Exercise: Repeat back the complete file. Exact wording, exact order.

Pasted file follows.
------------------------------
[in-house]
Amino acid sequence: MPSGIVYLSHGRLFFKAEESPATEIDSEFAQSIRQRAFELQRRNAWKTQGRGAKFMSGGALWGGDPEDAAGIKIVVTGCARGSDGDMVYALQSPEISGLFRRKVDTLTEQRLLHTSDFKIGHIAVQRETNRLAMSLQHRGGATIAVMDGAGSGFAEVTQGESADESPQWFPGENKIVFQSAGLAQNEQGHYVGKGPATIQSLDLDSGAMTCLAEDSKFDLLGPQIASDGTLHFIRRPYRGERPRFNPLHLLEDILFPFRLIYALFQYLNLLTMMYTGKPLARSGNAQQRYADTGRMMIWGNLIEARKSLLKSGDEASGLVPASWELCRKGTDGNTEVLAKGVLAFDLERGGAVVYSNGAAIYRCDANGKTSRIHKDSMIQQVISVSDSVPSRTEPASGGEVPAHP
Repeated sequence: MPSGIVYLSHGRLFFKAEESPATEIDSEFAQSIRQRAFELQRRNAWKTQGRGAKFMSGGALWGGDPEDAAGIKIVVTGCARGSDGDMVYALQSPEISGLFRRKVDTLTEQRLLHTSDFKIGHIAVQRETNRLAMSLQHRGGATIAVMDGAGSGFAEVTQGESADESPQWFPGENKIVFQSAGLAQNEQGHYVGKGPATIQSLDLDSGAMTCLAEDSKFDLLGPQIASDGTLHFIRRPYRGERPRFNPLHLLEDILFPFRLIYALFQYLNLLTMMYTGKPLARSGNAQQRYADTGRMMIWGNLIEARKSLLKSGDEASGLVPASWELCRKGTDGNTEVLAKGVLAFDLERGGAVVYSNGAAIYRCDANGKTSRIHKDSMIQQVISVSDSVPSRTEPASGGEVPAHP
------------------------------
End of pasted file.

[in-house]
Amino acid sequence: MPSGIVYLSHGRLFFKAEESPATEIDSEFAQSIRQRAFELQRRNAWKTQGRGAKFMSGGALWGGDPEDAAGIKIVVTGCARGSDGDMVYALQSPEISGLFRRKVDTLTEQRLLHTSDFKIGHIAVQRETNRLAMSLQHRGGATIAVMDGAGSGFAEVTQGESADESPQWFPGENKIVFQSAGLAQNEQGHYVGKGPATIQSLDLDSGAMTCLAEDSKFDLLGPQIASDGTLHFIRRPYRGERPRFNPLHLLEDILFPFRLIYALFQYLNLLTMMYTGKPLARSGNAQQRYADTGRMMIWGNLIEARKSLLKSGDEASGLVPASWELCRKGTDGNTEVLAKGVLAFDLERGGAVVYSNGAAIYRCDANGKTSRIHKDSMIQQVISVSDSVPSRTEPASGGEVPAHP
Repeated sequence: MPSGIVYLSHGRLFFKAEESPATEIDSEFAQSIRQRAFELQRRNAWKTQGRGAKFMSGGALWGGDPEDAAGIKIVVTGCARGSDGDMVYALQSPEISGLFRRKVDTLTEQRLLHTSDFKIGHIAVQRETNRLAMSLQHRGGATIAVMDGAGSGFAEVTQGESADESPQWFPGENKIVFQSAGLAQNEQGHYVGKGPATIQSLDLDSGAMTCLAEDSKFDLLGPQIASDGTLHFIRRPYRGERPRFNPLHLLEDILFPFRLIYALFQYLNLLTMMYTGKPLARSGNAQQRYADTGRMMIWGNLIEARKSLLKSGDEASGLVPASWELCRKGTDGNTEVLAKGVLAFDLERGGAVVYSNGAAIYRCDANGKTSRIHKDSMIQQVISVSDSVPSRTEPASGGEVPAHP